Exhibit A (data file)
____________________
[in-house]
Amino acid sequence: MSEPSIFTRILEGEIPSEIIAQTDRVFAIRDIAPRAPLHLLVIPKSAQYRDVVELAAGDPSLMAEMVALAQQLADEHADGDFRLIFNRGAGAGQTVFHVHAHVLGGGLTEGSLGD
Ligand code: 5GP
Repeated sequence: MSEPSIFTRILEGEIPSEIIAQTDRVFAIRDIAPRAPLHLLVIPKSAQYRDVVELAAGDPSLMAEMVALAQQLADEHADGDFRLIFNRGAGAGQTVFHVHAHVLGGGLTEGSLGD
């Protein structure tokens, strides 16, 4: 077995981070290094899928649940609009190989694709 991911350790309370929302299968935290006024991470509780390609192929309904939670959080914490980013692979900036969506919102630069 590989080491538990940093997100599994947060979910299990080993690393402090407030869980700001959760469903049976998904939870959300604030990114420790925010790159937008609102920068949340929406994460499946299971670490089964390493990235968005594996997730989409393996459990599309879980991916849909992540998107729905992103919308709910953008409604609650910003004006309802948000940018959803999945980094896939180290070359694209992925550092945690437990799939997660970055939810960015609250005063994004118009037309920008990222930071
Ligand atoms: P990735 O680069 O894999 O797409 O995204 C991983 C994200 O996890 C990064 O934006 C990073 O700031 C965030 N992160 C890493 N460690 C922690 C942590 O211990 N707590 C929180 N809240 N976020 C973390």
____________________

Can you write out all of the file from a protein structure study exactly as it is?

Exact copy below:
[in-house]
Amino acid sequence: MSEPSIFTRILEGEIPSEIIAQTDRVFAIRDIAPRAPLHLLVIPKSAQYRDVVELAAGDPSLMAEMVALAQQLADEHADGDFRLIFNRGAGAGQTVFHVHAHVLGGGLTEGSLGD
Ligand code: 5GP
Repeated sequence: MSEPSIFTRILEGEIPSEIIAQTDRVFAIRDIAPRAPLHLLVIPKSAQYRDVVELAAGDPSLMAEMVALAQQLADEHADGDFRLIFNRGAGAGQTVFHVHAHVLGGGLTEGSLGD
């Protein structure tokens, strides 16, 4: 077995981070290094899928649940609009190989694709 991911350790309370929302299968935290006024991470509780390609192929309904939670959080914490980013692979900036969506919102630069 590989080491538990940093997100599994947060979910299990080993690393402090407030869980700001959760469903049976998904939870959300604030990114420790925010790159937008609102920068949340929406994460499946299971670490089964390493990235968005594996997730989409393996459990599309879980991916849909992540998107729905992103919308709910953008409604609650910003004006309802948000940018959803999945980094896939180290070359694209992925550092945690437990799939997660970055939810960015609250005063994004118009037309920008990222930071
Ligand atoms: P990735 O680069 O894999 O797409 O995204 C991983 C994200 O996890 C990064 O934006 C990073 O700031 C965030 N992160 C890493 N460690 C922690 C942590 O211990 N707590 C929180 N809240 N976020 C973390």